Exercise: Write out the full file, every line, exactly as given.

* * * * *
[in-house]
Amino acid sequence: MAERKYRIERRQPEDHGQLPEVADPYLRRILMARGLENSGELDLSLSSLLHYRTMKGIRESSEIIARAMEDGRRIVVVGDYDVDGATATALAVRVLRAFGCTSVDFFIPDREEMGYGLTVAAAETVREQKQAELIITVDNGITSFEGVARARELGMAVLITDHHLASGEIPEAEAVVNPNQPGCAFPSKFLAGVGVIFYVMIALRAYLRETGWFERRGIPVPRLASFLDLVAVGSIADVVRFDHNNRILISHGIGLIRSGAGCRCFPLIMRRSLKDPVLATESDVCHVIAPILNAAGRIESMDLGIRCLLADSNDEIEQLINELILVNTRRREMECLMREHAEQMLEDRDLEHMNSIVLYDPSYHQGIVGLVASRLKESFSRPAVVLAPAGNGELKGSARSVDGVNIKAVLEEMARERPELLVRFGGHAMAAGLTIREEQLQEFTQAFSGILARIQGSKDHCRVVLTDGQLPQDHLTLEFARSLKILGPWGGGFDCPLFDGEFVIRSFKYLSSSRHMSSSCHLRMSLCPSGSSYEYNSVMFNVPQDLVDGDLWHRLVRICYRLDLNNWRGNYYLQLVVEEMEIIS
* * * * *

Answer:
[in-house]
Amino acid sequence: MAERKYRIERRQPEDHGQLPEVADPYLRRILMARGLENSGELDLSLSSLLHYRTMKGIRESSEIIARAMEDGRRIVVVGDYDVDGATATALAVRVLRAFGCTSVDFFIPDREEMGYGLTVAAAETVREQKQAELIITVDNGITSFEGVARARELGMAVLITDHHLASGEIPEAEAVVNPNQPGCAFPSKFLAGVGVIFYVMIALRAYLRETGWFERRGIPVPRLASFLDLVAVGSIADVVRFDHNNRILISHGIGLIRSGAGCRCFPLIMRRSLKDPVLATESDVCHVIAPILNAAGRIESMDLGIRCLLADSNDEIEQLINELILVNTRRREMECLMREHAEQMLEDRDLEHMNSIVLYDPSYHQGIVGLVASRLKESFSRPAVVLAPAGNGELKGSARSVDGVNIKAVLEEMARERPELLVRFGGHAMAAGLTIREEQLQEFTQAFSGILARIQGSKDHCRVVLTDGQLPQDHLTLEFARSLKILGPWGGGFDCPLFDGEFVIRSFKYLSSSRHMSSSCHLRMSLCPSGSSYEYNSVMFNVPQDLVDGDLWHRLVRICYRLDLNNWRGNYYLQLVVEEMEIIS